In lower Colorado and lower Gunnison River drainages, kit foxes captured between 1992 and 1996 in western Colorado were in cold desert shrubland habitats. Kit fox habitat features in Colorado are similar to those in Utah and include grasslands of sage-salt brush, mat salt brush, stands of greasewood salt brush, and shrub-grasslands intermingling with woodlands of pinyon-juniper. 4Go To Source fs.usda.gov -“Kit Fox (Vulpes macrotis): A Technical Conservation Assessment”
Kit Fox Range & Distribution
In the northern/central Mexico and the Southwestern United States, kit foxes are found. The arid interior of Oregon is the northernmost part of their range. The eastern limit is southwestern Colorado. South through Nevada, Utah, southeastern California, Arizona, New Mexico, and into western Texas, kit foxes can be found.
Diet Of Kit Foxes
These small foxes are mainly carnivorous and mostly eat meat, although they occasionally feed on fruits and berries. The Cactus fruit is the most common plant in their diet.
They hunt a wide variety of prey, but their most common targets are rodents. There are rabbits, prairie dogs, rats, mice, jackrabbits, birds, snakes, lizards, and insects, among some of the various animals they hunt. Kits even hunt alone when they live in groups. 6Go To Source animals.net -“Kit Fox”
Kit Fox Predators
- Red Foxes
- Birds Of Prey
- Feral Dogs
Conservation & Threats To The Kit Fox Species
In the 1930s, the San Joaquin (SJ) kit fox was once a thriving species, making its home in the Central Valley’s native grasslands. The United States government listed the SJ species as endangered in 1967 and also listed them as threatened in California in 1971.
San Joaquin kit foxes play an important role in the ecosystem. Still, sometimes humans find themselves in conflict with this typically shy and fearful animal because they adapt to changes in the landscape caused by urban development. Bakersfield, Taft, and Coalinga are unique cities because kit foxes have been established in those urban settings. 7Go To Source wildlife.ca.gov -“Keep Me Wild: Kit Fox”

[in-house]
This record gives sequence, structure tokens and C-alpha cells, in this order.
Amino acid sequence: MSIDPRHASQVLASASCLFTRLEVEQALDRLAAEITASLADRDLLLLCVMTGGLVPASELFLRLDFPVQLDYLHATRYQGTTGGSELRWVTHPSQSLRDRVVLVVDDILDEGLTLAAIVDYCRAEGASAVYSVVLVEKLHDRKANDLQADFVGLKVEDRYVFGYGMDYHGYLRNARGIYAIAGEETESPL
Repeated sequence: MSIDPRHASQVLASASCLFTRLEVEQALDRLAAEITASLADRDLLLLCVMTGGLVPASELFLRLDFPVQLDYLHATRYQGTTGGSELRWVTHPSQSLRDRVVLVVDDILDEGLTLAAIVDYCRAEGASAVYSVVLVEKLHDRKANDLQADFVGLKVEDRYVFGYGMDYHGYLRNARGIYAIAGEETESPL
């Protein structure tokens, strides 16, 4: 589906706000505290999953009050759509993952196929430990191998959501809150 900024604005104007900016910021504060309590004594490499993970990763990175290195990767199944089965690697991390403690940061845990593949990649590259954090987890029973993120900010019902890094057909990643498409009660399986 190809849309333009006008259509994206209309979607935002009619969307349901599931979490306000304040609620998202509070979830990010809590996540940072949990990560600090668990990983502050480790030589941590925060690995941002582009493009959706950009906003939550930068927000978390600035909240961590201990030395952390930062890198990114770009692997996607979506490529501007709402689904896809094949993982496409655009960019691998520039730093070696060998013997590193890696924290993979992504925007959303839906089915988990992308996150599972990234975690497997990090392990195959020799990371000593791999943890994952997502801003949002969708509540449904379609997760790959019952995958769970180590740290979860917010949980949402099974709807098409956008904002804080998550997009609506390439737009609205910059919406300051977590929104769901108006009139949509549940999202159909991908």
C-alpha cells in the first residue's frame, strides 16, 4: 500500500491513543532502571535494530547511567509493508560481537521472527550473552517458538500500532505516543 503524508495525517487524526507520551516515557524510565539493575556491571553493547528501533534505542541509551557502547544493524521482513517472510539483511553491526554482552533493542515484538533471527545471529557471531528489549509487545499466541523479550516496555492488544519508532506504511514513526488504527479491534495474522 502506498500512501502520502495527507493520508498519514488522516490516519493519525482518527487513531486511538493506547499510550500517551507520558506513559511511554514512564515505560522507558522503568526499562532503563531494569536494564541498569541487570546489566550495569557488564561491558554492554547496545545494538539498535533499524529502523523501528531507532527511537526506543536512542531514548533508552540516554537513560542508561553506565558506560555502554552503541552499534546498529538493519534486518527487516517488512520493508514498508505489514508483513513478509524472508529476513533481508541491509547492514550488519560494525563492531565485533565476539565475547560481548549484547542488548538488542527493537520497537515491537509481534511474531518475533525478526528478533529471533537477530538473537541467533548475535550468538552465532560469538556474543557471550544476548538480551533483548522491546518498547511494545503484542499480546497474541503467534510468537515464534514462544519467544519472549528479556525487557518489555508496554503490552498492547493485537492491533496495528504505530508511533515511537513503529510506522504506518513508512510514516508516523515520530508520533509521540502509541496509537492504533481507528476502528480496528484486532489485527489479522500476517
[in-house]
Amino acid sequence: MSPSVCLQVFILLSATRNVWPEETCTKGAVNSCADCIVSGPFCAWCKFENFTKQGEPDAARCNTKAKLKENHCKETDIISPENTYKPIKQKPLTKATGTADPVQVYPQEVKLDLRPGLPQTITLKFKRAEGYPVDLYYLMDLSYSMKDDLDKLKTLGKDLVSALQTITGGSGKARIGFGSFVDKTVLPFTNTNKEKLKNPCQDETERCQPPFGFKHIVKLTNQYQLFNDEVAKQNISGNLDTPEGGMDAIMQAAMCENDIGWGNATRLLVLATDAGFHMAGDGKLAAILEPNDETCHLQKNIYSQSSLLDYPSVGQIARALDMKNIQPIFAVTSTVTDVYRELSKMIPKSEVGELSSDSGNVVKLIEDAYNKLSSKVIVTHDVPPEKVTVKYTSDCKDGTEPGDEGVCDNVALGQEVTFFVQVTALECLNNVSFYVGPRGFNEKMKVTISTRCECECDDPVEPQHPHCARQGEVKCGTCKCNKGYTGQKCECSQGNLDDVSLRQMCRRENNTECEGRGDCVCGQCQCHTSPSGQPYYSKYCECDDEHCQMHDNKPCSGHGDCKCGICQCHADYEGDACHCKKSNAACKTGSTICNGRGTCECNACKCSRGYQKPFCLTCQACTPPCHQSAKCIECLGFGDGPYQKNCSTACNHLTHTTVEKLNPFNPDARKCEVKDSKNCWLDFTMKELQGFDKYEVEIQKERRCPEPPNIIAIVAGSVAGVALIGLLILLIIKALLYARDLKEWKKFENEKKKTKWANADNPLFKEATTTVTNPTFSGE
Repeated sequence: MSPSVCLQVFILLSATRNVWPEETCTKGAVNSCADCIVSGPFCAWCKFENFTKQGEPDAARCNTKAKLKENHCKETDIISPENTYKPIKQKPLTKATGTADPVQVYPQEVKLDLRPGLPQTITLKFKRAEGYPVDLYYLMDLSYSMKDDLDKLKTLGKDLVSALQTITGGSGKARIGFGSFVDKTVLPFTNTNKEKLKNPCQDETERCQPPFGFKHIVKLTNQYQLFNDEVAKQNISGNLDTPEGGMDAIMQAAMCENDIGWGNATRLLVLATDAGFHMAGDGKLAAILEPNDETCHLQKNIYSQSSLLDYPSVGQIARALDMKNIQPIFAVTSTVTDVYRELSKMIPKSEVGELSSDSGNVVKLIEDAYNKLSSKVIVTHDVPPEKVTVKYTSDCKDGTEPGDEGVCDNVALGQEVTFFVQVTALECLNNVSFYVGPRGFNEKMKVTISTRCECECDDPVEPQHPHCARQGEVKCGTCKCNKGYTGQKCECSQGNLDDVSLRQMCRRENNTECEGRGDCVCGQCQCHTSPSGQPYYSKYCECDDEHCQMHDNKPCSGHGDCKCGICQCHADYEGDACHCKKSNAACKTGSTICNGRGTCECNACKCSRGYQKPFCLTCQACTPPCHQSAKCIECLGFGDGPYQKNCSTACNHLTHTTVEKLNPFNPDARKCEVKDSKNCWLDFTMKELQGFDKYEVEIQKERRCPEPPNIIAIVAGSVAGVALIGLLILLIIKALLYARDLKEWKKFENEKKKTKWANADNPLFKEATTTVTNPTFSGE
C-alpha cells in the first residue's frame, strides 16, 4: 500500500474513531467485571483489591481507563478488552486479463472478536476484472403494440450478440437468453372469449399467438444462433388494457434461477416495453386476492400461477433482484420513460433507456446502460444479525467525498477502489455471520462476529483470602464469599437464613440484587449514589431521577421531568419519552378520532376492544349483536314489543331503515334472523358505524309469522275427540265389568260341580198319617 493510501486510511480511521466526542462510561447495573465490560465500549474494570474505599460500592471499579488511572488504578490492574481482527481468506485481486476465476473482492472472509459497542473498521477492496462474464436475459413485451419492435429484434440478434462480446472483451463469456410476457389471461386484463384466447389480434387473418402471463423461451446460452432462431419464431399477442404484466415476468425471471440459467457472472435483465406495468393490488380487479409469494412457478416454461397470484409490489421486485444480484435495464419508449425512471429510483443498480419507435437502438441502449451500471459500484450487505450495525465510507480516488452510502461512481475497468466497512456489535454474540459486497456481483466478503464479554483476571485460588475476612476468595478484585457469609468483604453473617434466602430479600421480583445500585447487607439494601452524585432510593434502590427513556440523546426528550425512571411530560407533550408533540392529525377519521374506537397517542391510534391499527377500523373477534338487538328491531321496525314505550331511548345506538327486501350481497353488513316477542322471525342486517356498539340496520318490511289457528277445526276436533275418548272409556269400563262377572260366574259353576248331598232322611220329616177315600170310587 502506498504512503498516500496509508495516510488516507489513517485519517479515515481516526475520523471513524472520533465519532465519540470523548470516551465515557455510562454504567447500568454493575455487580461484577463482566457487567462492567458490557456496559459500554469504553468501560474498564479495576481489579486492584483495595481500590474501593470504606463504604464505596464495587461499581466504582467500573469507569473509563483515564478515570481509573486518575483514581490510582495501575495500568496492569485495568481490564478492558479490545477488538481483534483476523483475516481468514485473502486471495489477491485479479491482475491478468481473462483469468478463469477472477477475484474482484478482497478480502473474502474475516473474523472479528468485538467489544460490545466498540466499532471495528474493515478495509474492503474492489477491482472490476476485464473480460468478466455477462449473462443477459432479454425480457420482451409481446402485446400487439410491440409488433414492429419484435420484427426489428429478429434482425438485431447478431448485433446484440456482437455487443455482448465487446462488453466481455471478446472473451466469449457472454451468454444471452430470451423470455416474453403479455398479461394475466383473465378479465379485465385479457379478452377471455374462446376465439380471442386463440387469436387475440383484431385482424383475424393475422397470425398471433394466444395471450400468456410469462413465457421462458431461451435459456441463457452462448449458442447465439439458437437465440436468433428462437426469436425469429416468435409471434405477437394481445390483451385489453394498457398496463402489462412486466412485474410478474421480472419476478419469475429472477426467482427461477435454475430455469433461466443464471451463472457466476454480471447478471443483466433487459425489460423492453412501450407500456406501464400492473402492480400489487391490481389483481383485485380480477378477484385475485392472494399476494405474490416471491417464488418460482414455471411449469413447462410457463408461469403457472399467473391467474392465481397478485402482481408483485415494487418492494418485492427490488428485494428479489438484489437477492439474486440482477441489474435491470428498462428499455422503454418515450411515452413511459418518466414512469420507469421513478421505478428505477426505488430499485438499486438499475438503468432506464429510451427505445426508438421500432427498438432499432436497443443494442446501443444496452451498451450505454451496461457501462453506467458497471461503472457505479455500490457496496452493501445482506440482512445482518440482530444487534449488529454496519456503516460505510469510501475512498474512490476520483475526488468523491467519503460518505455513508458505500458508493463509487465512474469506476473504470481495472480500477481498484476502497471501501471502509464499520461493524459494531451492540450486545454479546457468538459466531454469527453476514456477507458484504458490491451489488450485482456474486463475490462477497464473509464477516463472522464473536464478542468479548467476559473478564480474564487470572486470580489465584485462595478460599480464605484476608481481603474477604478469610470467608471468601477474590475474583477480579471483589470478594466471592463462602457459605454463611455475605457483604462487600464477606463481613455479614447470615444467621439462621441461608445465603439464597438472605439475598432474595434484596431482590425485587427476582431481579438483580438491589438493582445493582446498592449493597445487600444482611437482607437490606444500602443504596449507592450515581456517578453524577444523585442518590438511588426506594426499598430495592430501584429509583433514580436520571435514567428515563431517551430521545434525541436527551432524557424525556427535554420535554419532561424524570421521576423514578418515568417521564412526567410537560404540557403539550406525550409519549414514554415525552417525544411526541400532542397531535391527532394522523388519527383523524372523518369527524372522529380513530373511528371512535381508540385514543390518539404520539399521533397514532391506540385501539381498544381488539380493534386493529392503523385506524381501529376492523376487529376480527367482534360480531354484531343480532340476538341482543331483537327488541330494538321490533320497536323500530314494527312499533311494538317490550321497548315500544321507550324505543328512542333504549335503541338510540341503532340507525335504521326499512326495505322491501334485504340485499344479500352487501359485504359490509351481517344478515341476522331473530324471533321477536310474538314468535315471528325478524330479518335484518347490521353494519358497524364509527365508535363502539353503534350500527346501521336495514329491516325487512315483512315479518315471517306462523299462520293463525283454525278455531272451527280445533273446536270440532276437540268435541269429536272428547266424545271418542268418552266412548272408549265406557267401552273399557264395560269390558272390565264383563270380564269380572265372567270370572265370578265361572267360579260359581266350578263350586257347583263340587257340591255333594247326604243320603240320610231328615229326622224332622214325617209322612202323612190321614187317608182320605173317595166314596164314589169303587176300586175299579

- “Kit Fox Facts for Kids.” Kiddle, Kiddle Encyclopedia, kids.kiddle.co/Kit_fox. Accessed 2 Feb. 2021.
- Patton, A. 2008. “Vulpes macrotis” (On-line), Animal Diversity Web. Accessed February 02, 2021 at https://animaldiversity.org/accounts/Vulpes_macrotis/
- Worsley, Alex. “Kit Fox.” Animal Ark, Animal Ark, 18 Jan. 2018, animalark.org/education/learn-about-animals/family-canidae/kit-fox/#:%7E:text=Kit%20foxes%20are%20the%20smallest,family%20Canidae%20in%20North%20America.&text=Kit%20foxes%20range%20in%20color,the%20end%20of%20the%20tail.
- Meaney, C.A., M. Reed-Eckert, and G.P. Beauvais. (2006, August 21). Kit Fox (Vulpes macrotis): a technical
conservation assessment. [Online]. USDA Forest Service, Rocky Mountain Region. Available: http://
www.fs.fed.us/r2/projects/scp/assessments/kitfox.pdf, 2 Feb. 2021.
- “Kit Fox – Facts, Diet, Habitat & Pictures on Animalia.Bio.” Animalia, Animalia, animalia.bio/kit-fox. Accessed 2 Feb. 2021.
- Oldham, Cydni. “Kit Fox.” Animals Network, Animals.NET, 10 July 2019, animals.net/kit-fox.
- “Keep Me Wild: Kit Fox.” California Department Of Fish And Wildlife, State of California, wildlife.ca.gov/Keep-Me-Wild/Kit-Fox. Accessed 2 Feb. 2021.